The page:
Grafting tomatoes for commercial grower use

Grafted Tomatoes at Wishing Stone Farm

Grafted tomatoes at Wishing Stone Farm

Skip and Silas Paul have been grafting tomatoes for over ten years at Wishing Stone Farm in Little Compton, RI. Like other greenhouse growers who graft tomatoes, Skip started because of production problems – largely due to growing tomatoes in the same greenhouses year after year. Diseases like Corky Root Rot eventually reduced their yields and shortened the productive lifetime of the farm’s tomato plants. Wishing Stone Farm now routinely grafts tomatoes for their own use. The farm sells about 4,500 grafted tomato plants to greenhouse growers. [Learn how to graft tomatoes here.]

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About Sanne Kure-Jensen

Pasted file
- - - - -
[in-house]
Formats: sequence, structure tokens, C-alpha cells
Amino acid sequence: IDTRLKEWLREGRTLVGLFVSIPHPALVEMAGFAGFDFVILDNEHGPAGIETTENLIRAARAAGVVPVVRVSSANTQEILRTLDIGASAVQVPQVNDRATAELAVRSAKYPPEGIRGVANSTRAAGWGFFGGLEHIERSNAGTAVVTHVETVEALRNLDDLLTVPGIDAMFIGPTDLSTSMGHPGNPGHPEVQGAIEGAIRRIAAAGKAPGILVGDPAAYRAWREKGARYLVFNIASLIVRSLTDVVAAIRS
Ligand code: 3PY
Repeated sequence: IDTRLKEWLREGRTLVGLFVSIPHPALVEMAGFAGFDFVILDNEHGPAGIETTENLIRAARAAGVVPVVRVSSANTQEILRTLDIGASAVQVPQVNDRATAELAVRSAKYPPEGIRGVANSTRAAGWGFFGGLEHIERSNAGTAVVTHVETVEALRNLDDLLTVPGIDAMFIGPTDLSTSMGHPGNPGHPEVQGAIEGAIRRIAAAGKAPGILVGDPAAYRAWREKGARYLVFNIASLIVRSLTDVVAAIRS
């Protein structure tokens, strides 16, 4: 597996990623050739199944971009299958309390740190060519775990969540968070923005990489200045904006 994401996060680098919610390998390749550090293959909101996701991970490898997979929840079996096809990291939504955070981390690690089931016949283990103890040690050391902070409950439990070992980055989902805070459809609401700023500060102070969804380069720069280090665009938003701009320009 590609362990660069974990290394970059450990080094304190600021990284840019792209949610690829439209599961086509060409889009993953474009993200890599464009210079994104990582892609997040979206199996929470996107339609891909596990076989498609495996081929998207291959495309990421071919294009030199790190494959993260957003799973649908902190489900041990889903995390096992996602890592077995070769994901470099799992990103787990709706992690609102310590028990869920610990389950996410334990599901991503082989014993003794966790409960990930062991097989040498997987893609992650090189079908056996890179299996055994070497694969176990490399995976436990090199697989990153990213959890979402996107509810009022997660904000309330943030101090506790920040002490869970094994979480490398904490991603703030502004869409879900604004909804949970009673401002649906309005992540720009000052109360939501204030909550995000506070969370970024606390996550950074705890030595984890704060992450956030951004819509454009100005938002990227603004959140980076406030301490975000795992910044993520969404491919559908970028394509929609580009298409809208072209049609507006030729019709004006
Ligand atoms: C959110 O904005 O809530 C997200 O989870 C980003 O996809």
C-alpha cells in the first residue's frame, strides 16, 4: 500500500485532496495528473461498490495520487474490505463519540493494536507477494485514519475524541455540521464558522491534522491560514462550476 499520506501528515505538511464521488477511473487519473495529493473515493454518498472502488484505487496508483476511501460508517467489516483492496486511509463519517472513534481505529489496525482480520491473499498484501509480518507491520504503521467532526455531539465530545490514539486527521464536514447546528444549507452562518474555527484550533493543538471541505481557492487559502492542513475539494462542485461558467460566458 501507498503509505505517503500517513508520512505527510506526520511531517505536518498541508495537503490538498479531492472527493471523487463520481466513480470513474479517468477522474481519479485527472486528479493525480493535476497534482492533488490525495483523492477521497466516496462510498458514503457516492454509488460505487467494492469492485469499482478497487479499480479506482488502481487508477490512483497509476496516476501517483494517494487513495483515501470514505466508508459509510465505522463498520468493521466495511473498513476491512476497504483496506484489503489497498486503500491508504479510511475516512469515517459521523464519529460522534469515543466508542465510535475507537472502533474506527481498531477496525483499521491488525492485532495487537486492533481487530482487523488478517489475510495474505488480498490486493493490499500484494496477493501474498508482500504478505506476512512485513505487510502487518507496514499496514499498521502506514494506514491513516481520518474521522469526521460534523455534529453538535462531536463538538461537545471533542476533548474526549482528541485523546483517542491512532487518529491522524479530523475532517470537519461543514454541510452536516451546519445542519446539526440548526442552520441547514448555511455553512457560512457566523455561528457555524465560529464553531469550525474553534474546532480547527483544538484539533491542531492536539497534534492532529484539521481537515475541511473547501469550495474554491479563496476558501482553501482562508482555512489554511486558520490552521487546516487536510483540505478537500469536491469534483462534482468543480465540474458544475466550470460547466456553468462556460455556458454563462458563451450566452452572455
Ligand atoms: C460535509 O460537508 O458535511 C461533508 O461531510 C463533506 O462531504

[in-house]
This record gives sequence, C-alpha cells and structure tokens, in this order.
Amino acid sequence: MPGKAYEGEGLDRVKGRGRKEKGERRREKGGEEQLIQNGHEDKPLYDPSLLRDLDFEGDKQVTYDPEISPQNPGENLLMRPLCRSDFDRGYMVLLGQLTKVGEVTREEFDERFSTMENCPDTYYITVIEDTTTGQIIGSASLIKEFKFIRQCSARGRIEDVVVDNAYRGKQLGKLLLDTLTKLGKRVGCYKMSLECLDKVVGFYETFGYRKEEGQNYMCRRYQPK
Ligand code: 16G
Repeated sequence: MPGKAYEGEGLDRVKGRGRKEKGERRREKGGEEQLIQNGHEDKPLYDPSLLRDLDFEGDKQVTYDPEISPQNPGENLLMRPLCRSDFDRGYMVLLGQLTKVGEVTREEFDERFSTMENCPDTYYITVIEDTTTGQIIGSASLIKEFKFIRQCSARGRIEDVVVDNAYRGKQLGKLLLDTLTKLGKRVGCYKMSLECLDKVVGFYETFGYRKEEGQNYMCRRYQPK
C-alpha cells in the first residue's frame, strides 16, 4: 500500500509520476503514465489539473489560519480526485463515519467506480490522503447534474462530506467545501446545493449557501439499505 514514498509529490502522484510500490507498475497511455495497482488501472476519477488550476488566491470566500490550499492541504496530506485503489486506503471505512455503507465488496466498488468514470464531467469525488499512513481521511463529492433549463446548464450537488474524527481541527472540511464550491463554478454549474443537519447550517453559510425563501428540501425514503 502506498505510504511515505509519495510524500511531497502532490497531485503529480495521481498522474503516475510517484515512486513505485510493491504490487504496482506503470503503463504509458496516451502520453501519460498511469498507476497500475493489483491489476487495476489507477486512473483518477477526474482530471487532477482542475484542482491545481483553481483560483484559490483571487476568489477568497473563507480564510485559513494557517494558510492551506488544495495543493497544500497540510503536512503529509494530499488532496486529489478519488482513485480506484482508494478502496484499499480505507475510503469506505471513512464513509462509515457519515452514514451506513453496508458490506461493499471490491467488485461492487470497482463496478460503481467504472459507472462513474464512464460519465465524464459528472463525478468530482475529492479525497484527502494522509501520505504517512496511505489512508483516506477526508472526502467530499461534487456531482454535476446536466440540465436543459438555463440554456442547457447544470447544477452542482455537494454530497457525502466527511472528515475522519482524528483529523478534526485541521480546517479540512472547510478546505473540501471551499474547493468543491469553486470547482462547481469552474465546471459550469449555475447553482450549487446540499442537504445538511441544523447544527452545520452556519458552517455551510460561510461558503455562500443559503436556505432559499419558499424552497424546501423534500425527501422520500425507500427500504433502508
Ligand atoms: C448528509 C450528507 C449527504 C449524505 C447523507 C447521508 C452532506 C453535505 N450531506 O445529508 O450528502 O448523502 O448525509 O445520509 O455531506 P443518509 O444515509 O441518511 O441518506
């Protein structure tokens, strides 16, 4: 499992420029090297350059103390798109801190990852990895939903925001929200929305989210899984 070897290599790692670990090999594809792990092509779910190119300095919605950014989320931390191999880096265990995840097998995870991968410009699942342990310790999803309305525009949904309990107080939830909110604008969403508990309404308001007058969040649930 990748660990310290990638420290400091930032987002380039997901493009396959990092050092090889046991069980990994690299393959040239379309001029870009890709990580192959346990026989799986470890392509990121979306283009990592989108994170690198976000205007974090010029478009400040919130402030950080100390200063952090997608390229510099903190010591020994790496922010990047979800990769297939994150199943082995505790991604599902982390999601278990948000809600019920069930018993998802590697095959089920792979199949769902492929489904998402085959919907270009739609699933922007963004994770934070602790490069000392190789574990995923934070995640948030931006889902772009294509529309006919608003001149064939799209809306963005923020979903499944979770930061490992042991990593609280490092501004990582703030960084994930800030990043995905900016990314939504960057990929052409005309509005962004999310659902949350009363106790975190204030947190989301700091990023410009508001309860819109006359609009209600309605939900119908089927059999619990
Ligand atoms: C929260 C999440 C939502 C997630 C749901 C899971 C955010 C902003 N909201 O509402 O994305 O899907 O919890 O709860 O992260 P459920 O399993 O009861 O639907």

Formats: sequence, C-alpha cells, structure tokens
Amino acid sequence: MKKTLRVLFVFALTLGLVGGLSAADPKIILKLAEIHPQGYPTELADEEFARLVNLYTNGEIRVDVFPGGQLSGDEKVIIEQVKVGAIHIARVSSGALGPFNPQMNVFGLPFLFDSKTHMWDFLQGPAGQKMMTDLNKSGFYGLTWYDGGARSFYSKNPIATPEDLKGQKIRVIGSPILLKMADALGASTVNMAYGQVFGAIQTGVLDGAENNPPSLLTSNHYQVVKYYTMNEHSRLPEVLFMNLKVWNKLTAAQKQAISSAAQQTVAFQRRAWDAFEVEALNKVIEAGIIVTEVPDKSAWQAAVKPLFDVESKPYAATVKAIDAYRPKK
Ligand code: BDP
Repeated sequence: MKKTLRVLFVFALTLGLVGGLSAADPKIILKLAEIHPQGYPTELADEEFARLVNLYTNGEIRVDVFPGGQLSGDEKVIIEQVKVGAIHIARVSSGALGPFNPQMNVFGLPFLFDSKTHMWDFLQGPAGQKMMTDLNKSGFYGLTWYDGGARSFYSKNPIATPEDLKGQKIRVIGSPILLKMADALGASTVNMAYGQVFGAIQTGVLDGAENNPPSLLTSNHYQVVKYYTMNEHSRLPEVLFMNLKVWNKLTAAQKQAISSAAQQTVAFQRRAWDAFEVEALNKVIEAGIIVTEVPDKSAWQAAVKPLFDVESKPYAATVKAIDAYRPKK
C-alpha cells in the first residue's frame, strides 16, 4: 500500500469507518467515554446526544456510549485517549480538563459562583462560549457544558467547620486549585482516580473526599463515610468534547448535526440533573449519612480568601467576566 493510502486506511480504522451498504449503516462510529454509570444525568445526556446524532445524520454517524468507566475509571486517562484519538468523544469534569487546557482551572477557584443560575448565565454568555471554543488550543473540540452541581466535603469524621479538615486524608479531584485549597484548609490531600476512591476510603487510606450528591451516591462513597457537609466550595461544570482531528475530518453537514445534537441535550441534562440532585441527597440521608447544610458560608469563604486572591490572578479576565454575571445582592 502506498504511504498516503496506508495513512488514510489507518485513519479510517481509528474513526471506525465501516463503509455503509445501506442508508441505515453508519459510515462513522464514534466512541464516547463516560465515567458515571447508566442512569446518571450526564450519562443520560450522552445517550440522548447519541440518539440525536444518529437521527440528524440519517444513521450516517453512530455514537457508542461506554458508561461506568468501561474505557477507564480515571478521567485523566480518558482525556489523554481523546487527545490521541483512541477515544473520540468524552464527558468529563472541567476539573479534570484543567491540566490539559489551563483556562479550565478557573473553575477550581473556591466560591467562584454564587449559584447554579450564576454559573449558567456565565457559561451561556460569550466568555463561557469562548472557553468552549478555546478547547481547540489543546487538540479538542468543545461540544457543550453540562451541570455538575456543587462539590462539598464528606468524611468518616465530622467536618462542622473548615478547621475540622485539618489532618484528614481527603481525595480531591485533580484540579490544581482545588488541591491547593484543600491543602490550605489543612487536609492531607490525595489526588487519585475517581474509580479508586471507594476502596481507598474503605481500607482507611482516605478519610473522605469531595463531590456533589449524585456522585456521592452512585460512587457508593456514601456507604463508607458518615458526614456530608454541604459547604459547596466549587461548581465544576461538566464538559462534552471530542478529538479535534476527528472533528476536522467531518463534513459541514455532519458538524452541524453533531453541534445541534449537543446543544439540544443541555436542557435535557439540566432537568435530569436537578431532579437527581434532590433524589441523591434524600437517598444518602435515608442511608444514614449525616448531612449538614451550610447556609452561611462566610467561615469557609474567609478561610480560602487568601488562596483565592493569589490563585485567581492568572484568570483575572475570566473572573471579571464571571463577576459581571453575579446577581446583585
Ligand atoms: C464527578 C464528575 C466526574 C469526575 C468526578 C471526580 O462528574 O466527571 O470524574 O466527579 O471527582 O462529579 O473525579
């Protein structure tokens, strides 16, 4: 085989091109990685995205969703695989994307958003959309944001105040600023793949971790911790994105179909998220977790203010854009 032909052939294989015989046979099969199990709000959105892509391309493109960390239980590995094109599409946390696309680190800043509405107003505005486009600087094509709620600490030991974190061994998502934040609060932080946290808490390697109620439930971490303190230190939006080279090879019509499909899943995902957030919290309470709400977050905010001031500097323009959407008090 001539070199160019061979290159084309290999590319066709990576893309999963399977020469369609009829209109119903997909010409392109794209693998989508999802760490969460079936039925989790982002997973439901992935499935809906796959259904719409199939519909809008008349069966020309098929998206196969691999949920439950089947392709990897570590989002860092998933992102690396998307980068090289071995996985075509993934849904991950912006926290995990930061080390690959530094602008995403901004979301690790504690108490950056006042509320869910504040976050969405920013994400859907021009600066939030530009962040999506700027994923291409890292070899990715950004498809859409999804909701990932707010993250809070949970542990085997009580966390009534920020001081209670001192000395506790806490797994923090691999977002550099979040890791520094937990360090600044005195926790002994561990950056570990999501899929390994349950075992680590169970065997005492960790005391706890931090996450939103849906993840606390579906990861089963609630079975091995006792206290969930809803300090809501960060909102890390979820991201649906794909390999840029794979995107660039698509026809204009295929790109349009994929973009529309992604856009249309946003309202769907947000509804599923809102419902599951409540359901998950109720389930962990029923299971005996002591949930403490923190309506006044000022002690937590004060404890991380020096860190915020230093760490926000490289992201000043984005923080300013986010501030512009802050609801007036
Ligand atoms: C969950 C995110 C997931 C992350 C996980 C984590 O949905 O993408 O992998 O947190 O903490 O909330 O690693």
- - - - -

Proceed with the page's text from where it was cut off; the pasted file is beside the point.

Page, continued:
Sanne Kure-Jensen is a frequent contributor to Country Folks, Country Folks Grower and Wine & Grape Grower bringing regional and national attention to agriculture in RI and across southern New England. She has also written for newsletters of the Northeast Organic Farming Association (NOFA), Holistic Management International (HMI), RI Beekeepers Association and RI Tree Council. Read Sanne’s work at her Sustainable Living page at examiner.com. Sanne has written successful grant applications for alternative energy projects, staff and board training, products and services. Clients include agricultural businesses, farm stand/markets and non-profit organizations. Recent successful grant projects include a $90,000 USDA Rural Development‘s Rural Energy For America Program (REAP), $10,000 Sustainable Agriculture Research and Education (SARE) Farmer and $20,000 Natural Resources Conservation Service (NRCS) Conservation Innovation Grant (CIG). Sanne is the part-time Administrator for NOFA/RI, a Rhode Island Certified Horticulturist and beekeeper. She is a NOFA Accredited Organic Land Care Professional and has lectured across southern New England on Beekeeping, Native Pollinators and Ecological Landscape Design. Learn more about the NOFA’s Land Care programs or contact Sanne for a garden consultation through the NOFA/RI website.
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